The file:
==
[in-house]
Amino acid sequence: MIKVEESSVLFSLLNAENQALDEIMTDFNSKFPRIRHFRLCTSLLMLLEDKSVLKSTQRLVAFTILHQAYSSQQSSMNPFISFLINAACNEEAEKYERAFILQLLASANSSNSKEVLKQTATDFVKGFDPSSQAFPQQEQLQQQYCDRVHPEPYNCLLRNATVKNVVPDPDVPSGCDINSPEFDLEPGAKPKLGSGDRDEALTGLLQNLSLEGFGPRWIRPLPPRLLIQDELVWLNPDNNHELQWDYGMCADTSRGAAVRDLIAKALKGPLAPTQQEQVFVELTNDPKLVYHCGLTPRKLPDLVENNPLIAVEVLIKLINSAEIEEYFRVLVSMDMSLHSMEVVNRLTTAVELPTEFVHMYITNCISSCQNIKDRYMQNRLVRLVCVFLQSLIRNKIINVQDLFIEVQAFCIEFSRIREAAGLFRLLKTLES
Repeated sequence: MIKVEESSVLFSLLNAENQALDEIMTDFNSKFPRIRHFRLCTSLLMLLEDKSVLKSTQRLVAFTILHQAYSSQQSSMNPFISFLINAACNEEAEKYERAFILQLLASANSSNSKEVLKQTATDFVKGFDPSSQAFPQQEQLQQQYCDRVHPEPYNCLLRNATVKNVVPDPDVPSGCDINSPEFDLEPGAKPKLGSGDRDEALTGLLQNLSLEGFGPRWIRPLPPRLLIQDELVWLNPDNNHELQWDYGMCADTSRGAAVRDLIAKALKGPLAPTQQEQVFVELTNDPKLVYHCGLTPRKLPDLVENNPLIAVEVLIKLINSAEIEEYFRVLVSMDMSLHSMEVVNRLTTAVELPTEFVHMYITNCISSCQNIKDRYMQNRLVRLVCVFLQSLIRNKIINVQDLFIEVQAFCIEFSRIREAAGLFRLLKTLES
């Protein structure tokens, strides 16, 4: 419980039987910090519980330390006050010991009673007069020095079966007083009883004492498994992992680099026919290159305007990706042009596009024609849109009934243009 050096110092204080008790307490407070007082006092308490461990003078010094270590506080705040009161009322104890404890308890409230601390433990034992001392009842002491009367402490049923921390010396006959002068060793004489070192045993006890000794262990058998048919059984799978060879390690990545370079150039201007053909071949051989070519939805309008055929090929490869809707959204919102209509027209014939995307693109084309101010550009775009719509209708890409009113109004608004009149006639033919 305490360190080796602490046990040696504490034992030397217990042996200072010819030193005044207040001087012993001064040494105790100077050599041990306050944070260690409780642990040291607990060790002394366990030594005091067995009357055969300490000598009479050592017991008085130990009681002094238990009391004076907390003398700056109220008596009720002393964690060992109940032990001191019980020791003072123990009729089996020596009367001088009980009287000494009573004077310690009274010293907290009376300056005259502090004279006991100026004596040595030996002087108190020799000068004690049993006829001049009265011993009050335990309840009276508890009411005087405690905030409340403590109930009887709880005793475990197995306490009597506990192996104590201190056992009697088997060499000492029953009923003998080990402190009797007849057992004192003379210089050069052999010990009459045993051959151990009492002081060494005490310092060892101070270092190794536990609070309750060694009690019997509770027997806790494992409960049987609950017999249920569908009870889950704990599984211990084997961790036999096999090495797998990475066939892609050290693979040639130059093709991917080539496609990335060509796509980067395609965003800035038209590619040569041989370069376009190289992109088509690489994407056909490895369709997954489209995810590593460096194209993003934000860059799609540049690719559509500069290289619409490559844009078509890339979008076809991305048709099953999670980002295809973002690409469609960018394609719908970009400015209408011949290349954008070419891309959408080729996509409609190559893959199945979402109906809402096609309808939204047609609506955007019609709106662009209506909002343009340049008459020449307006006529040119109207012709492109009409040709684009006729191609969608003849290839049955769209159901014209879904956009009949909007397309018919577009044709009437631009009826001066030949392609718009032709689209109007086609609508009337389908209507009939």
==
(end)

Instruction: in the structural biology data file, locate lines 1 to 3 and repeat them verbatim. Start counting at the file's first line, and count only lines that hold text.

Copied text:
[in-house]
Amino acid sequence: MIKVEESSVLFSLLNAENQALDEIMTDFNSKFPRIRHFRLCTSLLMLLEDKSVLKSTQRLVAFTILHQAYSSQQSSMNPFISFLINAACNEEAEKYERAFILQLLASANSSNSKEVLKQTATDFVKGFDPSSQAFPQQEQLQQQYCDRVHPEPYNCLLRNATVKNVVPDPDVPSGCDINSPEFDLEPGAKPKLGSGDRDEALTGLLQNLSLEGFGPRWIRPLPPRLLIQDELVWLNPDNNHELQWDYGMCADTSRGAAVRDLIAKALKGPLAPTQQEQVFVELTNDPKLVYHCGLTPRKLPDLVENNPLIAVEVLIKLINSAEIEEYFRVLVSMDMSLHSMEVVNRLTTAVELPTEFVHMYITNCISSCQNIKDRYMQNRLVRLVCVFLQSLIRNKIINVQDLFIEVQAFCIEFSRIREAAGLFRLLKTLES
Repeated sequence: MIKVEESSVLFSLLNAENQALDEIMTDFNSKFPRIRHFRLCTSLLMLLEDKSVLKSTQRLVAFTILHQAYSSQQSSMNPFISFLINAACNEEAEKYERAFILQLLASANSSNSKEVLKQTATDFVKGFDPSSQAFPQQEQLQQQYCDRVHPEPYNCLLRNATVKNVVPDPDVPSGCDINSPEFDLEPGAKPKLGSGDRDEALTGLLQNLSLEGFGPRWIRPLPPRLLIQDELVWLNPDNNHELQWDYGMCADTSRGAAVRDLIAKALKGPLAPTQQEQVFVELTNDPKLVYHCGLTPRKLPDLVENNPLIAVEVLIKLINSAEIEEYFRVLVSMDMSLHSMEVVNRLTTAVELPTEFVHMYITNCISSCQNIKDRYMQNRLVRLVCVFLQSLIRNKIINVQDLFIEVQAFCIEFSRIREAAGLFRLLKTLES